Thursday, December 13, 2012

Introduction to Madhubani and My First Paintings


Recently I really got interested in traditional Bihari art - Madhubani. It is performed by the women in villages of Bihar. They draw traditional designs and epic scenes on their house walls during festivals.


COPYRIGHT NOTE: you can copy and use it but not sell!


Mother Sun


The other name for Madhubani is Mithila art. Both Madhubani and Mithila are names of locations in Bihar. For the land being very infertile, Bihar government decided to promote Madhubani art and asked villagers to draw on silk and handmade paper using acrylics and poster colors.

Village life
Madhubani paintings can often be seen in houses of the city people as a beautiful decoration item. To make a Madhubani painting, they say, there is no need to be a professional artist. The best thing about these paintings is their simplicity, child-like shapes and designs. Colors used are usually red, orange, yellow, blue, green and brown. Each fragment would usually be heavily outlined using black dye. Madhubani painting usually has heavy borders.
Radha Krishna
Madhubani art is a centuries old tradition and I love it for its simplicity, authenticity, folklore and the village and religious stories that they tell. I have tried producing some of these Madhubani style paintings using white simple paper, acrylics and a black marker. This may not be authentic but I would love to learn the authentic way some day.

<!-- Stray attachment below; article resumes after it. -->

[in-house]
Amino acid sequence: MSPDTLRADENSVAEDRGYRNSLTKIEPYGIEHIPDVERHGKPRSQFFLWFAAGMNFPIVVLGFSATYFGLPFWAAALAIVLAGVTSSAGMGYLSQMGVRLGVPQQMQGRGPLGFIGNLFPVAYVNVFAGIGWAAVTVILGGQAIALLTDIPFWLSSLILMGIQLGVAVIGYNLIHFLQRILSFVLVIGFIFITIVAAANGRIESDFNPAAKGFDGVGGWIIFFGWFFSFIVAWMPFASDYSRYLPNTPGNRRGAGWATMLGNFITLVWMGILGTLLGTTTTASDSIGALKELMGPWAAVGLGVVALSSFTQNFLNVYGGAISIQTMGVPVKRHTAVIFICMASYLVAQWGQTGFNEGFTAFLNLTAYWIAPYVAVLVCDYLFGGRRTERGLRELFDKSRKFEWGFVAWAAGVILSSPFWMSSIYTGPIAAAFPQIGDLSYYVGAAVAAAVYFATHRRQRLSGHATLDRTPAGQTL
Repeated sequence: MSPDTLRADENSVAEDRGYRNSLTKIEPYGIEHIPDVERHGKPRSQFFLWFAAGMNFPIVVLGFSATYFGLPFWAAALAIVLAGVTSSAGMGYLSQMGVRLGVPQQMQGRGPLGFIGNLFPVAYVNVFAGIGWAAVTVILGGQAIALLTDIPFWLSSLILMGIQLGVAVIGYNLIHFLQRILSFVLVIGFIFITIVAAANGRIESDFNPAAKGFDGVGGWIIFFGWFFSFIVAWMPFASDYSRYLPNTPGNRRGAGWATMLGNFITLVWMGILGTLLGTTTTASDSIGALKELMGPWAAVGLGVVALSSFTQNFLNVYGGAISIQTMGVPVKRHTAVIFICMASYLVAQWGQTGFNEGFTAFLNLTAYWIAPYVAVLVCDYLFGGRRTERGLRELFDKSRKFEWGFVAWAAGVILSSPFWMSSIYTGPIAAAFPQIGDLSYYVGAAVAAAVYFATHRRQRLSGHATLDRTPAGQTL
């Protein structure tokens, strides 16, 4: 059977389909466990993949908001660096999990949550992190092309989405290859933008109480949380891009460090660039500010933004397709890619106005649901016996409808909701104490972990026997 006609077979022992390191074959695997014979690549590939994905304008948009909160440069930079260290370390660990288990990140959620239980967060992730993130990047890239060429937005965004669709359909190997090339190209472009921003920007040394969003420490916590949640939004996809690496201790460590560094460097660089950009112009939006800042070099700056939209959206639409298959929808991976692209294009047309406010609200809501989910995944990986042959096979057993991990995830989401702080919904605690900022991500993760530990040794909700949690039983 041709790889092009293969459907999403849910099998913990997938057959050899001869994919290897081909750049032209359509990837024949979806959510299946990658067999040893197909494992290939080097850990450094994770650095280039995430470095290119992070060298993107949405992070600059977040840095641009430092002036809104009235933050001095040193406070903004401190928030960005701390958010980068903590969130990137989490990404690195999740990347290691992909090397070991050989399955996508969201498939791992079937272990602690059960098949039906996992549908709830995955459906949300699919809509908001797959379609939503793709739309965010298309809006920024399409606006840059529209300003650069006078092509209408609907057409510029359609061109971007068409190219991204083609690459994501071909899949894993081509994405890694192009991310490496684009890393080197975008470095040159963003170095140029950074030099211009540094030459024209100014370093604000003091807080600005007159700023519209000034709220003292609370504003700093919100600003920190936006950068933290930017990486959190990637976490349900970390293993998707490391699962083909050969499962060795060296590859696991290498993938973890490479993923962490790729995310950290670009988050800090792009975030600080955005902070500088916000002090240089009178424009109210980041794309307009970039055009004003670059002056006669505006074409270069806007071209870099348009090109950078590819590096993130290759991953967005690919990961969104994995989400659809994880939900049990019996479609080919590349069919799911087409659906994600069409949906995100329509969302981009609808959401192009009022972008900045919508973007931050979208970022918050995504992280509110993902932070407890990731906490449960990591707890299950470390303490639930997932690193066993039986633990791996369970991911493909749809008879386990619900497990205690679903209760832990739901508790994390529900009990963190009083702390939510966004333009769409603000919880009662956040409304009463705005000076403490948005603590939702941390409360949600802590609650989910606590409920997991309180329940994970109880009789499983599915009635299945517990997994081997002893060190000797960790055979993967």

Women grinding red chilli


To make a Madhubani painting the way I make it (not the authentic way) you'll need:


1. Paper
2. Pencil
3. Small brush
4. Small marker
5. Acrylic paint



Opposites as positive


Directions:


1. Draw borders and required design with the pencil straight on the paper. It should be clear and simple. Be clear about what you want to depict. You can tell the whole story in one painting.


2. Color required spaces with acrylic paint. The most common colors in Madhubani paintings are: red, orange, yellow, brown, blue, green and blackHowever you can usepink, purple and other colors to make it more colorful.


3. Let it dry for a day or two. Make sure it's not sticky anymore.


4. Take a small marker and make black outlines on the marks of the pencil lines that see through the paint. Make sure you make a lot of line work and you can add some extra on top of the colored areas.

Elephants


Radha Krishna - the symbol of two lovers


It is possible to do Madhubani paintings using oil and canvas. I have tried doing this but I don't really know whether I should call a Madhubani or Egyptian style painting.

A finished fragment from unfinished Madhubani style oil painting

This drawing is made using only a marker and fell-tips. Only a time-pass, you know.

"Labor"

2 comments:

Hridya said...

hi there... lovely work... i am a quiller and would like to make a quilled image of one of your images.. may i? will there be any issues with that?.. pls do let me know...

best wishes
hridya
http://quillthrill.blogspot.com

CrazyLassi said...

You have a nice blog Hridya! Yes, you can use my work for quilling. Have a nice day!

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